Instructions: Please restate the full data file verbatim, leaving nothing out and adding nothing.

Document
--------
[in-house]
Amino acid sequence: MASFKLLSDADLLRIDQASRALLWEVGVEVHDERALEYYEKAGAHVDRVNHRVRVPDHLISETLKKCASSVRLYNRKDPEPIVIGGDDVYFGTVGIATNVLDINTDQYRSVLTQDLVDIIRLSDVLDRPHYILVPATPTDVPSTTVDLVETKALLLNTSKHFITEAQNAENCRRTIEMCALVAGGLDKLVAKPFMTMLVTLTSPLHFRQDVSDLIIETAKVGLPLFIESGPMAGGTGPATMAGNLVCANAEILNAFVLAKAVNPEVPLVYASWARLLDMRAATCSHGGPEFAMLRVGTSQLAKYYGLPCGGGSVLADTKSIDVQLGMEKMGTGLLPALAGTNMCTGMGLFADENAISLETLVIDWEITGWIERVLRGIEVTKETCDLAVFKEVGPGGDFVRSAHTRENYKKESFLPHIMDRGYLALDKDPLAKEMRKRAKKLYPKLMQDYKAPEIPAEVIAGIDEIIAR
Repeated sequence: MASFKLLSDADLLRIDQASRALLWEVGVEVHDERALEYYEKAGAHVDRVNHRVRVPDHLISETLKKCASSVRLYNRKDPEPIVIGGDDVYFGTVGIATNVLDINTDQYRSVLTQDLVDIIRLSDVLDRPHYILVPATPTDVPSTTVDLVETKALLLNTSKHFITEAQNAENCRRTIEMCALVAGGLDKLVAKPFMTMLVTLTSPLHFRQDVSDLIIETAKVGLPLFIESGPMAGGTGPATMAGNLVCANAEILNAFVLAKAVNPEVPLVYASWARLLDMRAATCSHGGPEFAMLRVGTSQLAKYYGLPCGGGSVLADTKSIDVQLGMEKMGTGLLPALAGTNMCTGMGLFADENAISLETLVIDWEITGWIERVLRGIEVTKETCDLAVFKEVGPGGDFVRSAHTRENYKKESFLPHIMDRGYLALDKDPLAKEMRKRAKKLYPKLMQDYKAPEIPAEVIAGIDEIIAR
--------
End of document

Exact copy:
[in-house]
Amino acid sequence: MASFKLLSDADLLRIDQASRALLWEVGVEVHDERALEYYEKAGAHVDRVNHRVRVPDHLISETLKKCASSVRLYNRKDPEPIVIGGDDVYFGTVGIATNVLDINTDQYRSVLTQDLVDIIRLSDVLDRPHYILVPATPTDVPSTTVDLVETKALLLNTSKHFITEAQNAENCRRTIEMCALVAGGLDKLVAKPFMTMLVTLTSPLHFRQDVSDLIIETAKVGLPLFIESGPMAGGTGPATMAGNLVCANAEILNAFVLAKAVNPEVPLVYASWARLLDMRAATCSHGGPEFAMLRVGTSQLAKYYGLPCGGGSVLADTKSIDVQLGMEKMGTGLLPALAGTNMCTGMGLFADENAISLETLVIDWEITGWIERVLRGIEVTKETCDLAVFKEVGPGGDFVRSAHTRENYKKESFLPHIMDRGYLALDKDPLAKEMRKRAKKLYPKLMQDYKAPEIPAEVIAGIDEIIAR
Repeated sequence: MASFKLLSDADLLRIDQASRALLWEVGVEVHDERALEYYEKAGAHVDRVNHRVRVPDHLISETLKKCASSVRLYNRKDPEPIVIGGDDVYFGTVGIATNVLDINTDQYRSVLTQDLVDIIRLSDVLDRPHYILVPATPTDVPSTTVDLVETKALLLNTSKHFITEAQNAENCRRTIEMCALVAGGLDKLVAKPFMTMLVTLTSPLHFRQDVSDLIIETAKVGLPLFIESGPMAGGTGPATMAGNLVCANAEILNAFVLAKAVNPEVPLVYASWARLLDMRAATCSHGGPEFAMLRVGTSQLAKYYGLPCGGGSVLADTKSIDVQLGMEKMGTGLLPALAGTNMCTGMGLFADENAISLETLVIDWEITGWIERVLRGIEVTKETCDLAVFKEVGPGGDFVRSAHTRENYKKESFLPHIMDRGYLALDKDPLAKEMRKRAKKLYPKLMQDYKAPEIPAEVIAGIDEIIAR